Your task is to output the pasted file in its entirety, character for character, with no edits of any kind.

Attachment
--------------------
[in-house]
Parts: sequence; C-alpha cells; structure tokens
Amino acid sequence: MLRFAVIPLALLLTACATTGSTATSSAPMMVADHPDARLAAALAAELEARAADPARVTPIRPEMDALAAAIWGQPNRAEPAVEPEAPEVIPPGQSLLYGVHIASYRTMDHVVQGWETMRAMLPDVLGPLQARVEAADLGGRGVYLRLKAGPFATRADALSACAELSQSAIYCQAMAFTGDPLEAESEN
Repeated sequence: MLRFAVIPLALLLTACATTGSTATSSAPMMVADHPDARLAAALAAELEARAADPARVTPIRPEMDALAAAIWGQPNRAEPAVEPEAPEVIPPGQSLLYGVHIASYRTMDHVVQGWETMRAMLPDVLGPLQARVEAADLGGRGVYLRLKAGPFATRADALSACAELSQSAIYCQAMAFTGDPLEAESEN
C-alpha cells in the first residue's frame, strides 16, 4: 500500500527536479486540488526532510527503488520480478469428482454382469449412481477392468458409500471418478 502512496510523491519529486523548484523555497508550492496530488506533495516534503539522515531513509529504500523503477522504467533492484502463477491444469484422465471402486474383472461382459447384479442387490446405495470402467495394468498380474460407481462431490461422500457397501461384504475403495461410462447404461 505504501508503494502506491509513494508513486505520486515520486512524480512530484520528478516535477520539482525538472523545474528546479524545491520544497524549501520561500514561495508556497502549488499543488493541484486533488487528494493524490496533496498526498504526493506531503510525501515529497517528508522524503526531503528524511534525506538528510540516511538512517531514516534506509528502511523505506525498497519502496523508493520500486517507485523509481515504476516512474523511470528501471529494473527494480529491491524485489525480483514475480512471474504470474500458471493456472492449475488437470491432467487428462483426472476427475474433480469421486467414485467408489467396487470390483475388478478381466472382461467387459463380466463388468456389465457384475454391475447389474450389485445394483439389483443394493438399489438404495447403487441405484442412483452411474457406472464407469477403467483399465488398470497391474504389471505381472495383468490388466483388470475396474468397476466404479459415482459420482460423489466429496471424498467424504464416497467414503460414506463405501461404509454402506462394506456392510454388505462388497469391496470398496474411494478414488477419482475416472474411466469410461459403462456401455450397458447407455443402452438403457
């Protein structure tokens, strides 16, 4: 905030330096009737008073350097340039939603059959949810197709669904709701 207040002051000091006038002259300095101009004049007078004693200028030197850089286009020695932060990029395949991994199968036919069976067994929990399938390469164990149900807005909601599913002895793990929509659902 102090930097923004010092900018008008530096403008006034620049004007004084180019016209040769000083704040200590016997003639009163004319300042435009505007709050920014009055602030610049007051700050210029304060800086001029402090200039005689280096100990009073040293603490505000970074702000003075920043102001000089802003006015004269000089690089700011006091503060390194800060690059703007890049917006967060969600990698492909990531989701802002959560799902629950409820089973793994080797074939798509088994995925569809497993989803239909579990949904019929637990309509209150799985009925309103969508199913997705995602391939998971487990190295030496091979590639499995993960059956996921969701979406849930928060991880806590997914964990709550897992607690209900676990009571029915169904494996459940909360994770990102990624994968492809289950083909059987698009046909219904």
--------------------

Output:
[in-house]
Parts: sequence; C-alpha cells; structure tokens
Amino acid sequence: MLRFAVIPLALLLTACATTGSTATSSAPMMVADHPDARLAAALAAELEARAADPARVTPIRPEMDALAAAIWGQPNRAEPAVEPEAPEVIPPGQSLLYGVHIASYRTMDHVVQGWETMRAMLPDVLGPLQARVEAADLGGRGVYLRLKAGPFATRADALSACAELSQSAIYCQAMAFTGDPLEAESEN
Repeated sequence: MLRFAVIPLALLLTACATTGSTATSSAPMMVADHPDARLAAALAAELEARAADPARVTPIRPEMDALAAAIWGQPNRAEPAVEPEAPEVIPPGQSLLYGVHIASYRTMDHVVQGWETMRAMLPDVLGPLQARVEAADLGGRGVYLRLKAGPFATRADALSACAELSQSAIYCQAMAFTGDPLEAESEN
C-alpha cells in the first residue's frame, strides 16, 4: 500500500527536479486540488526532510527503488520480478469428482454382469449412481477392468458409500471418478 502512496510523491519529486523548484523555497508550492496530488506533495516534503539522515531513509529504500523503477522504467533492484502463477491444469484422465471402486474383472461382459447384479442387490446405495470402467495394468498380474460407481462431490461422500457397501461384504475403495461410462447404461 505504501508503494502506491509513494508513486505520486515520486512524480512530484520528478516535477520539482525538472523545474528546479524545491520544497524549501520561500514561495508556497502549488499543488493541484486533488487528494493524490496533496498526498504526493506531503510525501515529497517528508522524503526531503528524511534525506538528510540516511538512517531514516534506509528502511523505506525498497519502496523508493520500486517507485523509481515504476516512474523511470528501471529494473527494480529491491524485489525480483514475480512471474504470474500458471493456472492449475488437470491432467487428462483426472476427475474433480469421486467414485467408489467396487470390483475388478478381466472382461467387459463380466463388468456389465457384475454391475447389474450389485445394483439389483443394493438399489438404495447403487441405484442412483452411474457406472464407469477403467483399465488398470497391474504389471505381472495383468490388466483388470475396474468397476466404479459415482459420482460423489466429496471424498467424504464416497467414503460414506463405501461404509454402506462394506456392510454388505462388497469391496470398496474411494478414488477419482475416472474411466469410461459403462456401455450397458447407455443402452438403457
């Protein structure tokens, strides 16, 4: 905030330096009737008073350097340039939603059959949810197709669904709701 207040002051000091006038002259300095101009004049007078004693200028030197850089286009020695932060990029395949991994199968036919069976067994929990399938390469164990149900807005909601599913002895793990929509659902 102090930097923004010092900018008008530096403008006034620049004007004084180019016209040769000083704040200590016997003639009163004319300042435009505007709050920014009055602030610049007051700050210029304060800086001029402090200039005689280096100990009073040293603490505000970074702000003075920043102001000089802003006015004269000089690089700011006091503060390194800060690059703007890049917006967060969600990698492909990531989701802002959560799902629950409820089973793994080797074939798509088994995925569809497993989803239909579990949904019929637990309509209150799985009925309103969508199913997705995602391939998971487990190295030496091979590639499995993960059956996921969701979406849930928060991880806590997914964990709550897992607690209900676990009571029915169904494996459940909360994770990102990624994968492809289950083909059987698009046909219904």